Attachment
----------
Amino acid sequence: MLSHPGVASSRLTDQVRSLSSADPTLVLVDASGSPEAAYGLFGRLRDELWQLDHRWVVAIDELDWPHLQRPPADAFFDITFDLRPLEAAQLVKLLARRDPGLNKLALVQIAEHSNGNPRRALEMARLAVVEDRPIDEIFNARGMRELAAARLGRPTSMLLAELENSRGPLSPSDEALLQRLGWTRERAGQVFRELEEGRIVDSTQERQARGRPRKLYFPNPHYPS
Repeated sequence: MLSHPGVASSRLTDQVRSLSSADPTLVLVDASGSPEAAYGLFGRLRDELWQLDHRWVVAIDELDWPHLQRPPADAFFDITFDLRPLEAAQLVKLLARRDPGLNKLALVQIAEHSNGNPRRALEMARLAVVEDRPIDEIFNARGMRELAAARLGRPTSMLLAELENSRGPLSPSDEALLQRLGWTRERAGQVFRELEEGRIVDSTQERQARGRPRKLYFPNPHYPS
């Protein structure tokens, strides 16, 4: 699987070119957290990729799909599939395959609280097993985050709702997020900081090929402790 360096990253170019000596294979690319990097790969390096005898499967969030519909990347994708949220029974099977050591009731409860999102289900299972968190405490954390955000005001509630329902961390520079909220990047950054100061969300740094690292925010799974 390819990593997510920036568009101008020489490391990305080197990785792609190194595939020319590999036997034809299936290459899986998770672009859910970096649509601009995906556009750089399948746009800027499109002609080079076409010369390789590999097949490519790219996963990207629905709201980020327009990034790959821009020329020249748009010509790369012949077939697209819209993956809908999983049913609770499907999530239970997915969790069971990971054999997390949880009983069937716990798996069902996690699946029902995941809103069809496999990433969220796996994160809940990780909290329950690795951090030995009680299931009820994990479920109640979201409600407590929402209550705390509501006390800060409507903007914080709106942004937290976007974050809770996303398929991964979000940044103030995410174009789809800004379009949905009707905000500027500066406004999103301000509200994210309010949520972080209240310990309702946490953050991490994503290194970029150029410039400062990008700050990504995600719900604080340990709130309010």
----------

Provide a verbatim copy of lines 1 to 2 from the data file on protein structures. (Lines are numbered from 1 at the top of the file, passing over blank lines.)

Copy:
Amino acid sequence: MLSHPGVASSRLTDQVRSLSSADPTLVLVDASGSPEAAYGLFGRLRDELWQLDHRWVVAIDELDWPHLQRPPADAFFDITFDLRPLEAAQLVKLLARRDPGLNKLALVQIAEHSNGNPRRALEMARLAVVEDRPIDEIFNARGMRELAAARLGRPTSMLLAELENSRGPLSPSDEALLQRLGWTRERAGQVFRELEEGRIVDSTQERQARGRPRKLYFPNPHYPS
Repeated sequence: MLSHPGVASSRLTDQVRSLSSADPTLVLVDASGSPEAAYGLFGRLRDELWQLDHRWVVAIDELDWPHLQRPPADAFFDITFDLRPLEAAQLVKLLARRDPGLNKLALVQIAEHSNGNPRRALEMARLAVVEDRPIDEIFNARGMRELAAARLGRPTSMLLAELENSRGPLSPSDEALLQRLGWTRERAGQVFRELEEGRIVDSTQERQARGRPRKLYFPNPHYPS